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Interview in Conversation with Dr. Samaru Meher

Unearthing Sambalpuri dance among Odia diaspora in New Delhi


Dr. Samaru Meher, is an Odissi dancer and the founder of Nrityanjali. Nrityanjali is an Odissi and Sambalpuri dance school in Hauz Khas, New Delhi established and run under the aegis of Guru Samaru Meher since 2005. A premier cultural institution, Nrityanjali focuses on popularizing and showcasing both the art forms and imparting intensive training of the same to budding artists. It organizes many festivals, cultural evenings, and annual festivals every year. They perform within and outside India.

Dr. Samaru Meher with Guru Kelucharan Mahapatra


Source: Nrityanjali LinkedIn

Question 1. What was the inspiration behind starting a school that teaches folk dance as compared to classical dance schools?


Answer: The main aim of this establishment was and continues to promote Odia culture among the non-Odia diaspora and take Odia people living away from their families and state back to their roots. To teach Sambalpuri, folk dance was although a challenge, but the vigor was to become a representative of the same art form that I have grown up seeing and performing. I wanted to bring my own hometown here, in Delhi.



Question 2. How is the legacy being carried forward?

 Answer: Sambalpuri music and dance has now become popular, thanks to songs like Rangabati being used in pop culture. So some sections are already aware of the beats and traditions attached to this folk art. I bring my culture to a new state, train more people to do so and then provide them opportunities to spread it large and wide. The music is going to live forever, and my effort is to keep these beats alive in the hearts of people.



Question 3. What were the challenges while establishing a folk art school? And why was it important to choose a folk art?


Answer: Sambalpuri dance beats have a similarity with Bhangra beats, which is very popular in Delhi-so it was easier for people to connect to the beats. But what was difficult to overcome was the lack of awareness among the masses about Odia culture. Often they are amused viewers but very few learners.


Question 4. Who is learning in this school- are these only Odia students or people from other states also learning?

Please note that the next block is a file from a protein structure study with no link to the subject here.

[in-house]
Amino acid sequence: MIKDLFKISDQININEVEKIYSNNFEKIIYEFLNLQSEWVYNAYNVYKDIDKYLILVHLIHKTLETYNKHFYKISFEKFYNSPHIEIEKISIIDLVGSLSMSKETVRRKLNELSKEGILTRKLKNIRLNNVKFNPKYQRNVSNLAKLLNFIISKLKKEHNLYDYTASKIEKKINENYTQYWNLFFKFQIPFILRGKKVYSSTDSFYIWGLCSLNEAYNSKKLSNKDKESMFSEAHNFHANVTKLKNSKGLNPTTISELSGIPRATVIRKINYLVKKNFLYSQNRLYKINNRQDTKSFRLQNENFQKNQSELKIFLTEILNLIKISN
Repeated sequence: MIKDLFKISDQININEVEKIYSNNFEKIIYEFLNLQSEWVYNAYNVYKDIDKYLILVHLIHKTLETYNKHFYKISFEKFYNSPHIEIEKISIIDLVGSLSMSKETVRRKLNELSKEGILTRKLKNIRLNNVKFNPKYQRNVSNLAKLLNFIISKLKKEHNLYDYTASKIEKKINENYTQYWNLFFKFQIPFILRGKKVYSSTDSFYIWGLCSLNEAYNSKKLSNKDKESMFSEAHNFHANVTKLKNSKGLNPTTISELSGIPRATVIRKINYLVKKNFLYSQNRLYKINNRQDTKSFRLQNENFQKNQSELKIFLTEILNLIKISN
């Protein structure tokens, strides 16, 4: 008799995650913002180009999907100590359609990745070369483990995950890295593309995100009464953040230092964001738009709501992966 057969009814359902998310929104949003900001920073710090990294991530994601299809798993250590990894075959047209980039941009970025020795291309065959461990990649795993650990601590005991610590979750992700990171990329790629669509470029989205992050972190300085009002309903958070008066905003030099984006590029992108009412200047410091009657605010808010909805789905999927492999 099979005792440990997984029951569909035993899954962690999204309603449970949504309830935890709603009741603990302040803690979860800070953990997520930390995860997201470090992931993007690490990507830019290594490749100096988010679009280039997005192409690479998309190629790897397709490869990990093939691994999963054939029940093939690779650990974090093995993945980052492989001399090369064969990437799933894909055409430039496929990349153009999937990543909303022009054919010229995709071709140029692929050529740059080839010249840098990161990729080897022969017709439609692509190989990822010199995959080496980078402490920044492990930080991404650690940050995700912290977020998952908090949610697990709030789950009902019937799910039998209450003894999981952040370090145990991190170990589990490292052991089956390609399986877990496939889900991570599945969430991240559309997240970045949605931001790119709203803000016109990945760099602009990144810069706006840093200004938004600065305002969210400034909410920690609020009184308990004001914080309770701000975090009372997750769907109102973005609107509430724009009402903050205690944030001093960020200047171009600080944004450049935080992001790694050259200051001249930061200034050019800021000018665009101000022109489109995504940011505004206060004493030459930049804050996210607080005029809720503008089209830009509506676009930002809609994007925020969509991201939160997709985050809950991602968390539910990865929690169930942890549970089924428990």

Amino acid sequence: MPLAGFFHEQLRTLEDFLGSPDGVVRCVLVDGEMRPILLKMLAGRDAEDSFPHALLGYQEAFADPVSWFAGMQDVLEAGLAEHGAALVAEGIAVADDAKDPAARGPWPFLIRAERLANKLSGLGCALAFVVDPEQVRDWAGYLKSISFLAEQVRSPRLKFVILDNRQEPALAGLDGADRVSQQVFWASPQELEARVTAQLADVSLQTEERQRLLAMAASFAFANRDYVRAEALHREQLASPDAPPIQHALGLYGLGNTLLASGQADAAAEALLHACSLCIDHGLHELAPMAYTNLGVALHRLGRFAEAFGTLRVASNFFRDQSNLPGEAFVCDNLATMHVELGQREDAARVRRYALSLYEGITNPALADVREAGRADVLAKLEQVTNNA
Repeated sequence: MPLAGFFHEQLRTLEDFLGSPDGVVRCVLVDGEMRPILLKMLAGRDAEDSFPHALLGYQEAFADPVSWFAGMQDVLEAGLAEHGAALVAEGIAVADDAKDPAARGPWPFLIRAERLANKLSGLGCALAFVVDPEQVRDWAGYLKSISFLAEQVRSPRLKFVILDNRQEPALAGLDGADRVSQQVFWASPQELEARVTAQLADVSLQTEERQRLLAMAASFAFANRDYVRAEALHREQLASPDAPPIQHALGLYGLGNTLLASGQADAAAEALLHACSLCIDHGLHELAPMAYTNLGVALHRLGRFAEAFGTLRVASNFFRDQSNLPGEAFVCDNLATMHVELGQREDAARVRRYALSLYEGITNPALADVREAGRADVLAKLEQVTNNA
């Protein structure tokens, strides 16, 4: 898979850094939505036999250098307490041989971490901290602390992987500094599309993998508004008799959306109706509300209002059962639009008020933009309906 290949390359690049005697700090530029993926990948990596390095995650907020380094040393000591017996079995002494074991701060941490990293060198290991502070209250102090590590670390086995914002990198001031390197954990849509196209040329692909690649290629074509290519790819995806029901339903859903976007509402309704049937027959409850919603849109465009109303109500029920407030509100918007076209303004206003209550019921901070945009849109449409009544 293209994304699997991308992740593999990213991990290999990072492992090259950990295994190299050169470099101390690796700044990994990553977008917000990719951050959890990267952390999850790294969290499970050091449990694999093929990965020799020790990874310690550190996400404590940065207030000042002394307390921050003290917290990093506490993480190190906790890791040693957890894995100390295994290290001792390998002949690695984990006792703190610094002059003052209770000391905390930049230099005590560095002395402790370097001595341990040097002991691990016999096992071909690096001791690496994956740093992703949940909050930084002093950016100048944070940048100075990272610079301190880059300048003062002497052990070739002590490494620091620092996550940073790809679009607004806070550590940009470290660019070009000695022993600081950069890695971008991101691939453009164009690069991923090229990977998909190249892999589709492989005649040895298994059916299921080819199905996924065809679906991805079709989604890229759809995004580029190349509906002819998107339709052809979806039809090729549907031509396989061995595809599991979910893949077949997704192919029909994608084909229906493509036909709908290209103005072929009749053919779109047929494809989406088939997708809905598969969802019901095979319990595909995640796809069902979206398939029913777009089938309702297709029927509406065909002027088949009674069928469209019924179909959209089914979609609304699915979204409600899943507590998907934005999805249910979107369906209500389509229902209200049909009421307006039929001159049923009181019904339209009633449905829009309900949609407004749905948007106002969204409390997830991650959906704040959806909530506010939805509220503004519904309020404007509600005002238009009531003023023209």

Answer: Students come from all states- both Odia and non-Odia diasporic members. We also have international students from countries like France, Sri Lanka, and others.


Question 5. Where are the performances held? Who gives opportunities to perform?


Answer: In Delhi, we have performed for student organizations in Jawaharlal Nehru University and Delhi University. We have also performed for institutions outside Delhi, like the LBSNAA in Mussoorie. Workshops and performances are held all across the country. We also participate in Officer’s cultural events and events held by organizations that celebrate Odia culture. We have also performed in government-hosted festivals and cultural events such as the Tribal dance festival.



Question 6. How do non-Odias respond with respect to the interest to learn and watch the art form?


Answer: Since the beats are enjoyable, people seem to like the music and dance. They definitely do not understand the lyrics of the songs and yet follow the steps through the beats while learning. So I teach with counts to such people. Non-Odia diaspora has gained significant interest in the dance form in the recent past.

Question 7.What are the modes of promotion used by the school?

Answer: Apart from using physical means and word of mouth, we rely a lot on the Social Media pages that we run- Youtube, Facebook, and LinkedIn. We regularly post videos of our performances and endorse our students via these pages.

Question 8. What kind of queries regarding the art comes to you?

Answer: Queries are generally related to classes and training programs. More than often we have queries to conduct workshops. A lot of foreigners also want to learn the art form and hence enquire about the means to do so.

Question 9. Is there any kind of support financial and non-financial from any authorities or members of the Odia community?

Answer: The Odia community and organizations in Delhi are very supportive of our work. We do not ask for any kind of monetary support for them and even perform in their events for free of cost. The aim here is to promote Odia culture and not profit- making. Organizations like Odia Samaj, Utkalini, and others have been ardent cheerleaders for us since we began as an organization.


The major threat to any folk art form, including Sambalpuri is that of modernization and westernization. Along with the looming fear of assimilation in a metropolitan leading to loss of integrity, Sambalpuri as a performing art form faces the challenge of lack of artists and majorly that of resources. To ensure that the traditions don’t die out, not just for the benefit of the communities and the identities that they belong to but also to retain the identity of Delhi as a melting pot of cultures, folk traditions like these need to be safeguarded. While individuals and non-profit community groups are doing their part in ensuring a system of continuity, the state, and central governments should be equipped to be the providers of financial as well as non-financial resources that act as catalysts for these traditions to flourish and sustain.


As Dr. Meher rightly puts it- “One should safeguard one’s own culture before learning the other, and it is this diversity that India as a nation thrives on”.

Recognizing and identifying with one’s culture in a city full of state migrants such as Delhi, has been an opportunity that most people hold onto dearly, and it is this love for Odisha that drives people from the state, all across the world to popularize and safeguard Sambalpuri dance.